Tactical, Operational & Strategic Analysis of Markets, Competitors & Industries
An excerpt from an interesting academic discussion I was a part of regarding the applicability of denial and deception in modern warfare/strategic situations. I thought it might be applicable to CI as well:
“I make the enemy see my strengths as weaknesses and my weaknesses as strengths while I cause his strengths to become weaknesses and discover where he is not strong…I conceal my tracks so that none can discern them; I keep silence so that none can hear me.” Sun Tzu, The Art of War
In my opinion, denial and deception continue to succeed despite all that is known about them due to the simple fact that, by definition, they are a way of altering perceived reality. Since reality is a constant and is dynamic, it is always subject to being manipulated for those involved. There are essentially infinite possibilities to alter reality because each moment and situation is unique.
It is similar to playing poker, in that denial and deception is expected, but virtually impossible to discern from the truth. In any strategic situation one side can expect denial and deception from the other, however, discerning the truth from the false reality is extremely difficult. Effective denial and deception could consist of an extremely minor alteration of reality or a total fabrication. These two tactics serve to keep an opposing force off balance and constantly guessing.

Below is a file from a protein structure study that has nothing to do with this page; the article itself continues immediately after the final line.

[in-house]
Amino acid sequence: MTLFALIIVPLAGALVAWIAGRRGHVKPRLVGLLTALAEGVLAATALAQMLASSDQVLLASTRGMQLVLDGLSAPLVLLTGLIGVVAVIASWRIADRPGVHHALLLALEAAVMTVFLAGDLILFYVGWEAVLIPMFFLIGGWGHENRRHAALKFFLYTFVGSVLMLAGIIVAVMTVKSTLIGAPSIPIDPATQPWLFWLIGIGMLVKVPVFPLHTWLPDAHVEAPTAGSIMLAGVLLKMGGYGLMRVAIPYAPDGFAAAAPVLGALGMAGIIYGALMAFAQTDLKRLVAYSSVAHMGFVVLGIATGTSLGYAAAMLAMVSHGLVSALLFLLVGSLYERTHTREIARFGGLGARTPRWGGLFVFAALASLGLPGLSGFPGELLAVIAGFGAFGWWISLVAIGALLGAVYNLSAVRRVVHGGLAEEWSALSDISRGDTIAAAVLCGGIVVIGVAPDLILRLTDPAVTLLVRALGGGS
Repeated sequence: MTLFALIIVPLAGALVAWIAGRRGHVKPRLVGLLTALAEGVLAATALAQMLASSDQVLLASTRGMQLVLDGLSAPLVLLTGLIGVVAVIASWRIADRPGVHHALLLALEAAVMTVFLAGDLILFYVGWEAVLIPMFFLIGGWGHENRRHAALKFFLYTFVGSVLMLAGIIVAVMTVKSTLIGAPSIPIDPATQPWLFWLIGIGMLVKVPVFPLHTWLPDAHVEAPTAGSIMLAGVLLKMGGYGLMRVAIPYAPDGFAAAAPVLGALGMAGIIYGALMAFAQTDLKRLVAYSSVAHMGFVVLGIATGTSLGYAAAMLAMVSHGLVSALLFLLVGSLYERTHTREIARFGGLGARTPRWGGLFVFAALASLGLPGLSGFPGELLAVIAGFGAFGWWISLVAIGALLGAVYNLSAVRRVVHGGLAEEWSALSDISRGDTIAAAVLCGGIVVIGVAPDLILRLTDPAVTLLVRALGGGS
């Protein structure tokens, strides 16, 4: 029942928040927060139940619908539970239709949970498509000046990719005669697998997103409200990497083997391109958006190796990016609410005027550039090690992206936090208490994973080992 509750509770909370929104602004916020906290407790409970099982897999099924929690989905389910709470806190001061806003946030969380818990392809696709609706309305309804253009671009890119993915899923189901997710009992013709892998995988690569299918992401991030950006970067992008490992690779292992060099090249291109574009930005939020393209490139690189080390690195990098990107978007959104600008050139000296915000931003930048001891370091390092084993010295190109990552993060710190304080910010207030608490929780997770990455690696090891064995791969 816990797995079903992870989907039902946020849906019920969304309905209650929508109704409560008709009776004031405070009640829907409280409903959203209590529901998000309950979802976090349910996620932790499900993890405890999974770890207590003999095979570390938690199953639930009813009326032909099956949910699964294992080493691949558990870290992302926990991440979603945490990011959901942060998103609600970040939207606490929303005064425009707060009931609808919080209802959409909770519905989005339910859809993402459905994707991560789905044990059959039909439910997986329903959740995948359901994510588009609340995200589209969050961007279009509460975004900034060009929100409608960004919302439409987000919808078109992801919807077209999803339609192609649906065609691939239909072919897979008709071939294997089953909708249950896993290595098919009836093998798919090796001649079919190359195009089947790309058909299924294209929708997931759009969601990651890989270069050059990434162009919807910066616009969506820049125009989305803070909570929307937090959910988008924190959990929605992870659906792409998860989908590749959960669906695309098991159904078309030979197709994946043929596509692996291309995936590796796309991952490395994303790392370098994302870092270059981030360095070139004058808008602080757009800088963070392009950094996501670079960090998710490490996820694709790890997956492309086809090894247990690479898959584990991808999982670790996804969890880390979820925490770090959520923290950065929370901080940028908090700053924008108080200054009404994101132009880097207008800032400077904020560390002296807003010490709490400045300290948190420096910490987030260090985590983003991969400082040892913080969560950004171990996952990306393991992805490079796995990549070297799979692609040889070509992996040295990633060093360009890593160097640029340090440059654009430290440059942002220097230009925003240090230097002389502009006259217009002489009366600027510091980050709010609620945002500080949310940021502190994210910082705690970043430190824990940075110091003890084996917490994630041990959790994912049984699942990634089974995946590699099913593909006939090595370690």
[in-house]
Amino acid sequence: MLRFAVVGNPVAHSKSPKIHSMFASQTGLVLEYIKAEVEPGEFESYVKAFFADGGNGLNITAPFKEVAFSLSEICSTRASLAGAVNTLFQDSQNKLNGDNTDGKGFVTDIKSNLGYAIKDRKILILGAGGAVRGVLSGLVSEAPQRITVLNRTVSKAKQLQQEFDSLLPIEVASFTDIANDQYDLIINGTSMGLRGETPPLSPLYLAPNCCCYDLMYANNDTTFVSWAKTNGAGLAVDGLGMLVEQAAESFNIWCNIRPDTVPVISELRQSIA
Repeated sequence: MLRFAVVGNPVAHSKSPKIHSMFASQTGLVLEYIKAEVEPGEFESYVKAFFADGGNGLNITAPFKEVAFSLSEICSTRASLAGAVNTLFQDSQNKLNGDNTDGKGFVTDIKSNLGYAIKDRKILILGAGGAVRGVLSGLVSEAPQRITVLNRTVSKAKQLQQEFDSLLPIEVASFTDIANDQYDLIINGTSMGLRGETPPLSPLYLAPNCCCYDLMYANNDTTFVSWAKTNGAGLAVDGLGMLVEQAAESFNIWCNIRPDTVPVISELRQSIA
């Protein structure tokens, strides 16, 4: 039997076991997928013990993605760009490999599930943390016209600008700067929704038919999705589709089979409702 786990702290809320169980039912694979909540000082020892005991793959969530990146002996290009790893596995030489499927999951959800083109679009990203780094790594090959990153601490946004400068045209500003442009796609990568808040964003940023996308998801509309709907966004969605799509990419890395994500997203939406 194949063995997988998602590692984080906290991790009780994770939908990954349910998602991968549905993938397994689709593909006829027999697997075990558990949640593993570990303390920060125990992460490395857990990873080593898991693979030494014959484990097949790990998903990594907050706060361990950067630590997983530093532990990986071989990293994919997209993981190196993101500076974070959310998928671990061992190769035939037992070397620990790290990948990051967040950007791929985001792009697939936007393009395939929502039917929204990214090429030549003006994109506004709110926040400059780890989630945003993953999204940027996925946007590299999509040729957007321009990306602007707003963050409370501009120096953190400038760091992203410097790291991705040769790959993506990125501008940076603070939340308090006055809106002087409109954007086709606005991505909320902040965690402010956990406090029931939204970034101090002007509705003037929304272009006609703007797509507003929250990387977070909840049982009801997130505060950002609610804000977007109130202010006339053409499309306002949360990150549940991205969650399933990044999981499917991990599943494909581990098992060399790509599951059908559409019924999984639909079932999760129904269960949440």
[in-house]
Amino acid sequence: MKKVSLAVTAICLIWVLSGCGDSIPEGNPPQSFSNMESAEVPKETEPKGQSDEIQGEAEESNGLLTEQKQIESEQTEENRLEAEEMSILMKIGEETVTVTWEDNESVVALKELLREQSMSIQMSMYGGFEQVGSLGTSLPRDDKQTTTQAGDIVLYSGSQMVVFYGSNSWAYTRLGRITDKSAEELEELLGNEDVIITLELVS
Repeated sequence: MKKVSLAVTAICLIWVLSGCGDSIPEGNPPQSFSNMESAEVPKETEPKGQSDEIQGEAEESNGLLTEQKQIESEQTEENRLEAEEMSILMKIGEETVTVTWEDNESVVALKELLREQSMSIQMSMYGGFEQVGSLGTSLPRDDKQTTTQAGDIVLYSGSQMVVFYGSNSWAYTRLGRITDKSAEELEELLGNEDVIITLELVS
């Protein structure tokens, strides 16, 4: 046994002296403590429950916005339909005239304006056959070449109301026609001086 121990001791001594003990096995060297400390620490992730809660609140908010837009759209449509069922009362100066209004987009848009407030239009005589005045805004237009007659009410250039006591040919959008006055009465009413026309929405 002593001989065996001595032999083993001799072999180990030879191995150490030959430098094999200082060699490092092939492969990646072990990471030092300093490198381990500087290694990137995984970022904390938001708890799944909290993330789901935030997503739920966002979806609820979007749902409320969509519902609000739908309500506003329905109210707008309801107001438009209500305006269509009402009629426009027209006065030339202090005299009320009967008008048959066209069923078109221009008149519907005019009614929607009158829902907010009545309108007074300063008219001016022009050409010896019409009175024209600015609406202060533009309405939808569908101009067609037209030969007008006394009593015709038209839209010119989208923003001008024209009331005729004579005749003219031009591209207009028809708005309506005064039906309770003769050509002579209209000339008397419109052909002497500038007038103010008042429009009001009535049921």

One of the main benefits of utilizing denial and deception is that it prevents or greatly increases the difficulty of proper risk calculation and management of the opposing force. Similar to how in poker, one can utilize their betting pattern to manipulate an opponent’s risk management by dictating pot odds/pot equity. Even if the opponent suspects bluffing, sometimes it is simply not worth it to call. This same principle can be utilized in any strategic situation.
Denial and deception will exist and be expected as long as reality itself exists. Therefore, even though the concepts are well known, they will continue to be effective.
COPYRIGHT 2010- NATHAN S. MARLAR